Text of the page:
Lately sidekiq has been leaving a lot of processes around in the stopping state.
My coworker asked me if there as a command to kill them all.
Of course with linux there are a lot of tools to perform this.
In this case however we had to kill the process based on the long listing of it.
ie instead of killall ruby we had to match an argument to the process
example:

sidekiq 2.17.3 whi [0 of 6 busy] stopping

The key was matching “stopping”, which would leave the other sidekiq processes running.

I used:

pkill -f stopping

and this worked perfect the first time.
I go to another box and it won’t work.
The command sudo -f stopping  does nothing, no error but the processes don’t die.
I upgrade the package, read the man page, search the internet.
Still nothing.
Am I going insane? Did I forget everything I know about linux?

Then I become root and run the command…….it works.
The difference was sudo vs. being root.
Of course when you sudo the command there is no warning and the man page doesn’t contain the word sudo.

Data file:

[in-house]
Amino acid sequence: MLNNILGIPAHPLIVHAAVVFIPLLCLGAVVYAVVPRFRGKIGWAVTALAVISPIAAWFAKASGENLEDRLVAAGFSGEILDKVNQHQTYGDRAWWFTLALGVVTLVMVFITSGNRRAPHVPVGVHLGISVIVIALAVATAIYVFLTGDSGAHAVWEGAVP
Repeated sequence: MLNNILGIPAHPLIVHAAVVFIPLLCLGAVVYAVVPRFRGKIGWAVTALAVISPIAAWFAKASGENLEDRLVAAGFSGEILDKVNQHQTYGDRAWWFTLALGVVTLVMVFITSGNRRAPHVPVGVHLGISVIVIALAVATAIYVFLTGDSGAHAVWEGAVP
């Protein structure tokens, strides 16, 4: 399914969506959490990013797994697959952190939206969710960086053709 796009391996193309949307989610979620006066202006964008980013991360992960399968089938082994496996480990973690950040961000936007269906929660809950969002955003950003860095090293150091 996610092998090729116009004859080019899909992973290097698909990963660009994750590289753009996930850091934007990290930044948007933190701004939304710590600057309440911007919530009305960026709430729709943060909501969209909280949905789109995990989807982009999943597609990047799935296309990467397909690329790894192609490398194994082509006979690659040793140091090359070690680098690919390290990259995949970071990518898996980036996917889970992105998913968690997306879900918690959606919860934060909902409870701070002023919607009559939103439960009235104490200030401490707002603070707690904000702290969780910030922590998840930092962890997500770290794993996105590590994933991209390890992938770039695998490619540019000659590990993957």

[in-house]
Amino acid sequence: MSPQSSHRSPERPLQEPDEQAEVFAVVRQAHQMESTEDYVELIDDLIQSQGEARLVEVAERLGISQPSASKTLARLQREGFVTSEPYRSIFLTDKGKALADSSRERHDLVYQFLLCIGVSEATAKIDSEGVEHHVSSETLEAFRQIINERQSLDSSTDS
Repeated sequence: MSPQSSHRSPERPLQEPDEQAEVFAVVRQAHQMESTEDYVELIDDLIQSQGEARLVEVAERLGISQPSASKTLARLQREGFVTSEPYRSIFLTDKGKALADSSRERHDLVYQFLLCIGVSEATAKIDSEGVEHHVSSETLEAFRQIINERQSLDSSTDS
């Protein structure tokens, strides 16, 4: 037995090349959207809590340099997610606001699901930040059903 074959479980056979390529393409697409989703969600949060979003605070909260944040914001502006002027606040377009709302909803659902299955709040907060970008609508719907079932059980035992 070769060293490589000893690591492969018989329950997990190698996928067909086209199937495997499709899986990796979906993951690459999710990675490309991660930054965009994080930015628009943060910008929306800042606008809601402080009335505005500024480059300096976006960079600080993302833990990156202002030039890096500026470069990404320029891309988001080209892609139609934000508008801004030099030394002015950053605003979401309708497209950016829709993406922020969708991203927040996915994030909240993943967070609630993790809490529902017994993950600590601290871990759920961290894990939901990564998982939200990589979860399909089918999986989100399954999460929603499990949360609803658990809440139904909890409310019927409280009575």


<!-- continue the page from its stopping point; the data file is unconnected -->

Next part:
So word to the wise, when in doubt become root!

</rant>

custom ohai plugins for bonded interfaces

We use bonded interfaces on our production hardware.
But only on production hardware, staging and dev just use the ethX interfaces.
So we needed a way for chef to identify the public & private interfaces regardless of whether they are bonded or not.

To start with I pulled down the ohai cookbook and added a few scripts to the plugins directory.
Thats all there is.
The two plugins below identify the public and private interfaces as either being eth0 || bond0 & eth1 || bond1

private_interface.rb

 provides "private_interface"
cmd = '/sbin/ifconfig bond0'
system(cmd)
if $? == 0